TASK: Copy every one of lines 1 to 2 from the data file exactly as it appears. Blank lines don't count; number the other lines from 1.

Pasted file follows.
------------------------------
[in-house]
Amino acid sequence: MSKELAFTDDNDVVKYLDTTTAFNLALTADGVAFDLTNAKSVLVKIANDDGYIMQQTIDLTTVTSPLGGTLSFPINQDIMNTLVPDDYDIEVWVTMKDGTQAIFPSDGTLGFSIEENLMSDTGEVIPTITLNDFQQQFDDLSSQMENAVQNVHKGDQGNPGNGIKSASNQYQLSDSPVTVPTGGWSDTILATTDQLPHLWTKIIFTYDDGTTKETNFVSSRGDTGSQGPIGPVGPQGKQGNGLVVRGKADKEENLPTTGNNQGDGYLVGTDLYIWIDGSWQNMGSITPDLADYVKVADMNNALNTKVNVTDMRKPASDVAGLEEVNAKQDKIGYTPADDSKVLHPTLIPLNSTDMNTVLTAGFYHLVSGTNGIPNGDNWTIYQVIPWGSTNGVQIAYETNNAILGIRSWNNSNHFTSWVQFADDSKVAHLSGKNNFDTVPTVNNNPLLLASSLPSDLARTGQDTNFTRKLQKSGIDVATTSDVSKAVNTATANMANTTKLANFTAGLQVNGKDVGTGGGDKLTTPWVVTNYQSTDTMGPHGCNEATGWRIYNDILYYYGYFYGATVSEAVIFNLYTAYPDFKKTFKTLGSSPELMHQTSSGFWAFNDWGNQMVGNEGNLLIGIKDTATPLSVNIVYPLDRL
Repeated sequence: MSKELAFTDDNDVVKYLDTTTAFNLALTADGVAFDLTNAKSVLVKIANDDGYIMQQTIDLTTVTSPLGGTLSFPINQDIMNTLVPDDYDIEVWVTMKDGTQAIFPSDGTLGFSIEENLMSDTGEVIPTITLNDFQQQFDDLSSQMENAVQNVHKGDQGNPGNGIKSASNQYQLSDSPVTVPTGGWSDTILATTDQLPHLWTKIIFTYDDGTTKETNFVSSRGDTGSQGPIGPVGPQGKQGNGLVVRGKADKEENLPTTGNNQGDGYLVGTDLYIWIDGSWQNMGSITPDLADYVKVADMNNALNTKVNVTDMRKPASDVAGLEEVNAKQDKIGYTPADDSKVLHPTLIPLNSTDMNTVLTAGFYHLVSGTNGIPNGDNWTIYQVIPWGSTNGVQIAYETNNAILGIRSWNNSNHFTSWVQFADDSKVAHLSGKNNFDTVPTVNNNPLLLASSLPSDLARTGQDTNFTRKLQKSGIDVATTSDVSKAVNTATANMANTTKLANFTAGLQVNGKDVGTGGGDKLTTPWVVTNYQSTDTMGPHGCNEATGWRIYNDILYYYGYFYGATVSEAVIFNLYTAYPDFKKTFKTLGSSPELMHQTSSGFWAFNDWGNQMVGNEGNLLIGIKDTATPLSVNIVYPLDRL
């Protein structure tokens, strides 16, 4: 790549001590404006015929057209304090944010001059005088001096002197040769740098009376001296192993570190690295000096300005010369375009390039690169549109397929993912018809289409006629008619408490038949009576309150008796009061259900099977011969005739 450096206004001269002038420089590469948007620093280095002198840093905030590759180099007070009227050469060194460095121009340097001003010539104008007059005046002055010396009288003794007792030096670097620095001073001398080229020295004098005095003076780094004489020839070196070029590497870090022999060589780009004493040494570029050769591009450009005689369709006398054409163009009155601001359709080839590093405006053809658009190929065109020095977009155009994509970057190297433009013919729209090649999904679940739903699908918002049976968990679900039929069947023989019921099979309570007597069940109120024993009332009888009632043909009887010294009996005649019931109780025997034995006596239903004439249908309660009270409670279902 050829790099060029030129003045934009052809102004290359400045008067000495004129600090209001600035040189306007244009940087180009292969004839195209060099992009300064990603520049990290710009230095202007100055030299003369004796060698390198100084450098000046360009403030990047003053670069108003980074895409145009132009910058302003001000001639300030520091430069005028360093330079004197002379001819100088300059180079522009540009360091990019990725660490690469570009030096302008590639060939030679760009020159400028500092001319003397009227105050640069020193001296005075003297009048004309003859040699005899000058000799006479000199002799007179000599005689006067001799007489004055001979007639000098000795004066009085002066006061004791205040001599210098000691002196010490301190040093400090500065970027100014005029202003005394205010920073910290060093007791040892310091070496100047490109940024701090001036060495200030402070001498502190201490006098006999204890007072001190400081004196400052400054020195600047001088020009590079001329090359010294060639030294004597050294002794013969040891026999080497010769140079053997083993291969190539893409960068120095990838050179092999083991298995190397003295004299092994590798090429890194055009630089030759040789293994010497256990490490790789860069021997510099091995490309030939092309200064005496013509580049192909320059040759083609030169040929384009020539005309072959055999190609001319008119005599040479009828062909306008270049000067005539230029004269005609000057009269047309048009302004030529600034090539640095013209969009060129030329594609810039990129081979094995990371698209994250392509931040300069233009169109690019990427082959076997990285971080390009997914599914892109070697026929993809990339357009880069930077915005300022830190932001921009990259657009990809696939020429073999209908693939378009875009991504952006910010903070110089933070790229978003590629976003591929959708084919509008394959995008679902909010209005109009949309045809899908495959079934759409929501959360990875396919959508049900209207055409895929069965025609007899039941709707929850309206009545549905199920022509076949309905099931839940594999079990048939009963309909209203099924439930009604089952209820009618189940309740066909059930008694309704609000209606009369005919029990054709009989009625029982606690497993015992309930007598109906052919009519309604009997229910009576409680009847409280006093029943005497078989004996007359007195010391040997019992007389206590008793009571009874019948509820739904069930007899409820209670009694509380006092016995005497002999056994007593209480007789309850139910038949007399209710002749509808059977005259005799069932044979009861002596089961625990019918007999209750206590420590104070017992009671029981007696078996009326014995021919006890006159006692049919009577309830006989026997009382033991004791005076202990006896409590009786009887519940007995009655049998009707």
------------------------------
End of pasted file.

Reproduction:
[in-house]
Amino acid sequence: MSKELAFTDDNDVVKYLDTTTAFNLALTADGVAFDLTNAKSVLVKIANDDGYIMQQTIDLTTVTSPLGGTLSFPINQDIMNTLVPDDYDIEVWVTMKDGTQAIFPSDGTLGFSIEENLMSDTGEVIPTITLNDFQQQFDDLSSQMENAVQNVHKGDQGNPGNGIKSASNQYQLSDSPVTVPTGGWSDTILATTDQLPHLWTKIIFTYDDGTTKETNFVSSRGDTGSQGPIGPVGPQGKQGNGLVVRGKADKEENLPTTGNNQGDGYLVGTDLYIWIDGSWQNMGSITPDLADYVKVADMNNALNTKVNVTDMRKPASDVAGLEEVNAKQDKIGYTPADDSKVLHPTLIPLNSTDMNTVLTAGFYHLVSGTNGIPNGDNWTIYQVIPWGSTNGVQIAYETNNAILGIRSWNNSNHFTSWVQFADDSKVAHLSGKNNFDTVPTVNNNPLLLASSLPSDLARTGQDTNFTRKLQKSGIDVATTSDVSKAVNTATANMANTTKLANFTAGLQVNGKDVGTGGGDKLTTPWVVTNYQSTDTMGPHGCNEATGWRIYNDILYYYGYFYGATVSEAVIFNLYTAYPDFKKTFKTLGSSPELMHQTSSGFWAFNDWGNQMVGNEGNLLIGIKDTATPLSVNIVYPLDRL